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Isolation of a Gene of Interest for Subcloning

Genetics as it applies to evolution, molecular biology, and medical aspects.

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Isolation of a Gene of Interest for Subcloning

Postby HawkPidgeon » Mon Apr 16, 2012 8:31 pm

Hello, everyone. I'm doing a study in genetics at my school, and I've run into a bit of a roadblock.

Part of my study involves performing subcloning. I understand that a gene of interest must be isolated from a parent vector before it can be ligated into a new vector, and that the ends of the gene of interest and the vector you're trying to insert it into have to have been cut by the same restriction enzymes.

For example, if you have plasmid A and plasmid B, and you want to take a gene from plasmid A and insert it into plasmid B, you have to do a restriction digest to cut the gene away from plasmid A, as well as a restriction digest -- using the same plasmids as you used with plasmid A -- to open plasmid B such that the gene can then be inserted.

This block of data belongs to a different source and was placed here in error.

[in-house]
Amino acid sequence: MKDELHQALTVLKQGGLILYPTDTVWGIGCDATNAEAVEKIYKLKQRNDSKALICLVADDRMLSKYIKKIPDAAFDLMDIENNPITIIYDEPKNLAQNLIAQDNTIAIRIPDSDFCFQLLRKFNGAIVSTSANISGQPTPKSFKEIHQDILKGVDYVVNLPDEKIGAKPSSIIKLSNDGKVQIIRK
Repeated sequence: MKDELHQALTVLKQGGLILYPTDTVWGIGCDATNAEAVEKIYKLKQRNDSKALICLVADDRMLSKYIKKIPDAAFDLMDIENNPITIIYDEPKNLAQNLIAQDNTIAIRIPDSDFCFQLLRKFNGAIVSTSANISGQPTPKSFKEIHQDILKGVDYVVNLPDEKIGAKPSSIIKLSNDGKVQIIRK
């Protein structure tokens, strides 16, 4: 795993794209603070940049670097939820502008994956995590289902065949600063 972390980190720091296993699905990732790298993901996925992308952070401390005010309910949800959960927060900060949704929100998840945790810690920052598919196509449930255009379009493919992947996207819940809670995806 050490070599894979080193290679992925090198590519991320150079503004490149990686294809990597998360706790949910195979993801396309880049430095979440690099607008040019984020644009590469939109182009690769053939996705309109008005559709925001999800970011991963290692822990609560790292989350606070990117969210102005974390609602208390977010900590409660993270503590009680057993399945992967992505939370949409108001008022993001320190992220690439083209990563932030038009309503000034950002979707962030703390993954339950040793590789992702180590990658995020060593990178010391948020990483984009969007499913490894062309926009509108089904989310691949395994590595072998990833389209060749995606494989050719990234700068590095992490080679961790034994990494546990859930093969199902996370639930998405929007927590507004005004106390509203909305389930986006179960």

So I'm wondering: What do you do when subcloning if your gene of interest and your vector don't have any complementary restriction sites?

Thank you.
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Re: Isolation of a Gene of Interest for Subcloning

Postby wbla3335 » Mon Apr 16, 2012 10:58 pm

Design insert-specific primers with restriction sites added to the ends that the second vector has. PCR the insert, digest the products and the second vector, and ligate.
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Re: Isolation of a Gene of Interest for Subcloning

Postby HawkPidgeon » Mon Apr 16, 2012 11:15 pm

Thank you. I've started to read about that technique, and it's exactly what I'm looking for. I was also pointed in the direction of blunt-end cloning.
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